Apr 08, 2019 - 06:57 PM
I know several people who've had success both as affiliates and direct merchants. A couple of things to keep in mind if you want get positive ROI on these networks.
- It takes time. You need to test lots of different offers and angles. Expect to spend at least $3k to $5k just to learn.
- You need to promote high margin products/offers. The people I know who have had success promoted supplements and 'biz opps' (i.e. how to make money) usually with recurring billing.
Examples of businesses that have had success on these 'native networks'--so named because the ads blend with the content:TruthAboutAbs: At its peak did more than $10 million a year
They market a fitness ebook that sells for $39. Given that the marginal cost of an ebook is $0, the gross profit margin is 100%. If you are wondering how they manage to sell a mere ebook for $39 the answer is: a 22-minute animated video sales letter.
I believe they were the first to use this format and along with the compelling story telling, they made this price work. It is the expertise at direct response copy-writing that "creates value out of nothing".
At their peak they were spending more than $300,000 a month on ads and attracting at least ten times that much in affiliate ad spend referring traffic to their site.
Sometimes, when we design a long form page for a client, we are often asked: who will read all that copy?
The answer: those most likely to buy.
There is no such thing as a too long page, just a too boring one!
In our case, we usually have to compromise because we are dealing with corporate "brand police" departments but even then we try to design a page that is as short as possible but as long as necessary--with buy buttons higher up the fold after each page section.
Studying offers like TruthAboutAbs should allay your concerns about length!Boom by Cindy Joseph: Said to be doing about $25 million a year:
Cindy Joseph: courtesy boombycindyjoseph.com
Although now deceased, Cindy Jospeh was an older lady who succeeded in the cut throat cosmetics business despite her age--she started her business at 50 and modeled right till 67, a few weeks before her death even gracing the cover of magazines like Viv:
Rather than use young, unrealistically beautiful (and airbrushed) models she presented herself authentically, warts (er wrinkles) and all. Customers embraced her and the business did well.
Competitive intelligence tools show her company was a big spender on native ad platforms.
According to AdBeat (a competitive intelligence tool):Grammarly was founded in 2009 by Alex Shevchenko and Max Lytvyn. Grammarly is a freemium “writing enhancement” tool. It offers a free Chrome extension and desktop app that corrects as you write. It works just like Microsoft Word’s spelling and grammar checker. However, Grammarly says its software can find up to 10 times more errors than Microsoft Word. Grammar might be boring, but Grammarly’s growth is not. Grammarly says it has over 3 million registered users, 50 employees, and partnerships with over 600 universities.Grammarly has spent an estimated $2,274,816 on display over the past six months.They have allocated the majority of their ad spending on Google Display and Taboola.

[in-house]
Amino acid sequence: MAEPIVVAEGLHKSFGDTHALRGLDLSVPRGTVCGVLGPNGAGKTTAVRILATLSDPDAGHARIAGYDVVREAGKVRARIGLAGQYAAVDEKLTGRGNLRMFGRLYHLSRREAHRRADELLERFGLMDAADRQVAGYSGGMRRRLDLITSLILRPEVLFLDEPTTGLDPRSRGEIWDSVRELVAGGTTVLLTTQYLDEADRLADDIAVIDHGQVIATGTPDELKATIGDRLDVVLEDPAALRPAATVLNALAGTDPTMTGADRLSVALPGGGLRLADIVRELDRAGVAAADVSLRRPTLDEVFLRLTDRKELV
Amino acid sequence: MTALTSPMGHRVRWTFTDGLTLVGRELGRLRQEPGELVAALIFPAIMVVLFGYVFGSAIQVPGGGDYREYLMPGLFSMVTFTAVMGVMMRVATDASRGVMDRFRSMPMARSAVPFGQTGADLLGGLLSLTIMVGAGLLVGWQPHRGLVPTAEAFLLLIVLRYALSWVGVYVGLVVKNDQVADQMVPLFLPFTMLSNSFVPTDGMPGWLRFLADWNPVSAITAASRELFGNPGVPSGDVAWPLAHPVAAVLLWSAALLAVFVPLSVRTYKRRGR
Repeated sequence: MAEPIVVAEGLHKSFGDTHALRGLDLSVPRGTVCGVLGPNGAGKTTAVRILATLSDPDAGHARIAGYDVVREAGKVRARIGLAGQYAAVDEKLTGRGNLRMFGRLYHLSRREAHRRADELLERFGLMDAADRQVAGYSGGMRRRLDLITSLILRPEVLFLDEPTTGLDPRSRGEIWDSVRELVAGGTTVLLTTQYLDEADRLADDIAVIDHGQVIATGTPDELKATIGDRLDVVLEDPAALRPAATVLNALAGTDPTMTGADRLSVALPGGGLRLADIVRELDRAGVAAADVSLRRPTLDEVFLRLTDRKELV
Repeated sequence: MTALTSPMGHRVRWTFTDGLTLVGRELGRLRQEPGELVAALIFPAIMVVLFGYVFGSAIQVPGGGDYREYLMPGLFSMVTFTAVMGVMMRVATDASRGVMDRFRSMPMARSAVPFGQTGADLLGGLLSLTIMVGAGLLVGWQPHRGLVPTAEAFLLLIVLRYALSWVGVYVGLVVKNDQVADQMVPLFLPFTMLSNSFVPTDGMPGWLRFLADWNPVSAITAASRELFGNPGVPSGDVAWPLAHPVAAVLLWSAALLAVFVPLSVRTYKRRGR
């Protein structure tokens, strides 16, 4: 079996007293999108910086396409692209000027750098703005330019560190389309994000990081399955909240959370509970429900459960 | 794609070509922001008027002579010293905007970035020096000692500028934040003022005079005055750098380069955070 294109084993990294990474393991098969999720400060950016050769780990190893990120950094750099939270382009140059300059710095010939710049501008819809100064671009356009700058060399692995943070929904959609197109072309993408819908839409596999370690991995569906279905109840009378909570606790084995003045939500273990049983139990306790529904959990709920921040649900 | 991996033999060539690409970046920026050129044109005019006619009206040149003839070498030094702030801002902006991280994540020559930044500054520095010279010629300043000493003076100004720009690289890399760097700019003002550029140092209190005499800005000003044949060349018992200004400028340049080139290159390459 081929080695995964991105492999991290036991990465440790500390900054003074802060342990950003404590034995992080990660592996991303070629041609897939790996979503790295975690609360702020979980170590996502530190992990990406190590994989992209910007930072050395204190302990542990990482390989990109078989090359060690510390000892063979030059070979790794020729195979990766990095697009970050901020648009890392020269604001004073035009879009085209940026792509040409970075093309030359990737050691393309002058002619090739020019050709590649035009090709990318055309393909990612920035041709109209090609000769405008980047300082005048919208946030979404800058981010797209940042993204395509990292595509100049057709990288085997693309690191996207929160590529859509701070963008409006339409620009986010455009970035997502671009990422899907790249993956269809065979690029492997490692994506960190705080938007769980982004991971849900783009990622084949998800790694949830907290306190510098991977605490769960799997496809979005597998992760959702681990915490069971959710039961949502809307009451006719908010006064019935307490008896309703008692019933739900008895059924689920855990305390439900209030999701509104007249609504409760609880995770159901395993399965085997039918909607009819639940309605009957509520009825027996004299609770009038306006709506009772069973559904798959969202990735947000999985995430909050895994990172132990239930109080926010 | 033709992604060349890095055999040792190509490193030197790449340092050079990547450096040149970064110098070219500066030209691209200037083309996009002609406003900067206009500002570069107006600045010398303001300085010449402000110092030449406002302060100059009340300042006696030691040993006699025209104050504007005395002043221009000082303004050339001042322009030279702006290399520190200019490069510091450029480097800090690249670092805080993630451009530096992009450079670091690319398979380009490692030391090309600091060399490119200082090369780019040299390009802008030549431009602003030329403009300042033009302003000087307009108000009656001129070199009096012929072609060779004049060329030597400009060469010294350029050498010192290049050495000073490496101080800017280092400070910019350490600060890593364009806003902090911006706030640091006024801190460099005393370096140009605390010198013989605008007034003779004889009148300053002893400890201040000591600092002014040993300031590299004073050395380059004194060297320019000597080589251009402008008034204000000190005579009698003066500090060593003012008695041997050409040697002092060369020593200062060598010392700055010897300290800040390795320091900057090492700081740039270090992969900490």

- You may need to use borderline scammy techniques because that is what your competitors are doing and they will bid up click costs based on their success. Click bait, sensationalist headlines etc. Here are examples of what you would be competing against:
The article says this:This is a chumbox. It is a variation on the banner ad which takes the form of a grid of advertisements that sits at the bottom of a web page underneath the main content. It can be found on the sites of many leading publishers, including nymag.com, dailymail.co.uk, usatoday.com, and theawl.com (where it was “an experiment that has since ended.”) The chumboxes were placed there by one of several chumvendors (Taboola, Outbrain, RevContent, Adblade, and my favorite, Content.ada) who design them to seamlessly slip into a particular design convention established early within the publishing web, a grid of links to appealing, perhaps-related content at the bottom of the content you intentionally came to consume. In return, publishers who deploy chumboxes receive money, traffic, or both.
- Click fraud is a big problem especially on Taboola and Gemini. Taboola has raised over $150 million and the last I heard they are not profitable. They are known to look the other way when sites that host their advertorials use bots to generate fake clicks. Monitor this closely and dispute anything that looks like click fraud or your budget will get used up before you've refined your offers. Outbrain is the most 'ethical' of the networks and will not accept advertorials that are devoid of content i.e. straight promotions like you would do in regular display networks.
- If you can commit to spending at least $5000 a month you can get a dedicated account representative who can help you optimize your campaigns further (manually tune what sites your ads appear on based on their insider knowledge of all customer campaigns) and address many of the challenges of these "native" aka "content amplification" networks. For example they often proactively refund any clicks determined to be fraudulent.
You can see a long discussion about the topic here:
Oct 20, 2019 - 12:53 PM